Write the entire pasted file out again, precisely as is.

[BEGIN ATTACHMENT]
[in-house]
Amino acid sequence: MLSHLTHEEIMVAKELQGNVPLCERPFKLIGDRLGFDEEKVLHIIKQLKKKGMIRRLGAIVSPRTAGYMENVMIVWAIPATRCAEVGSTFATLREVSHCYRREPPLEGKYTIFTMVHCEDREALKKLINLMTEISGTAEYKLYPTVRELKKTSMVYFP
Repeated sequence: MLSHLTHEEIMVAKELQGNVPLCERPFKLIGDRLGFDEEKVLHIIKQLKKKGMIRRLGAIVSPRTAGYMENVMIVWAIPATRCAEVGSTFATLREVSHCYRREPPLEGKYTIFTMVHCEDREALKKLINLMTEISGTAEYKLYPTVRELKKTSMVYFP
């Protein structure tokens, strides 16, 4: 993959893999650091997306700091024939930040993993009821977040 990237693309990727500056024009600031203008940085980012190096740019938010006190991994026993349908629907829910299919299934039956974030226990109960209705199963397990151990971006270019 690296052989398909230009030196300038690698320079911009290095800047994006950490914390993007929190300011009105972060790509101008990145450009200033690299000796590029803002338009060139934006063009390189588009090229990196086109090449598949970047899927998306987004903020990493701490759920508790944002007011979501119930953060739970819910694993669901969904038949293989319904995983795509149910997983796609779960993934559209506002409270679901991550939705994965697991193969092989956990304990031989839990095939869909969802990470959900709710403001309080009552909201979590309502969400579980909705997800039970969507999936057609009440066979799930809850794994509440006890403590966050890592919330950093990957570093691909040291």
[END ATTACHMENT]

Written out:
[in-house]
Amino acid sequence: MLSHLTHEEIMVAKELQGNVPLCERPFKLIGDRLGFDEEKVLHIIKQLKKKGMIRRLGAIVSPRTAGYMENVMIVWAIPATRCAEVGSTFATLREVSHCYRREPPLEGKYTIFTMVHCEDREALKKLINLMTEISGTAEYKLYPTVRELKKTSMVYFP
Repeated sequence: MLSHLTHEEIMVAKELQGNVPLCERPFKLIGDRLGFDEEKVLHIIKQLKKKGMIRRLGAIVSPRTAGYMENVMIVWAIPATRCAEVGSTFATLREVSHCYRREPPLEGKYTIFTMVHCEDREALKKLINLMTEISGTAEYKLYPTVRELKKTSMVYFP
């Protein structure tokens, strides 16, 4: 993959893999650091997306700091024939930040993993009821977040 990237693309990727500056024009600031203008940085980012190096740019938010006190991994026993349908629907829910299919299934039956974030226990109960209705199963397990151990971006270019 690296052989398909230009030196300038690698320079911009290095800047994006950490914390993007929190300011009105972060790509101008990145450009200033690299000796590029803002338009060139934006063009390189588009090229990196086109090449598949970047899927998306987004903020990493701490759920508790944002007011979501119930953060739970819910694993669901969904038949293989319904995983795509149910997983796609779960993934559209506002409270679901991550939705994965697991193969092989956990304990031989839990095939869909969802990470959900709710403001309080009552909201979590309502969400579980909705997800039970969507999936057609009440066979799930809850794994509440006890403590966050890592919330950093990957570093691909040291």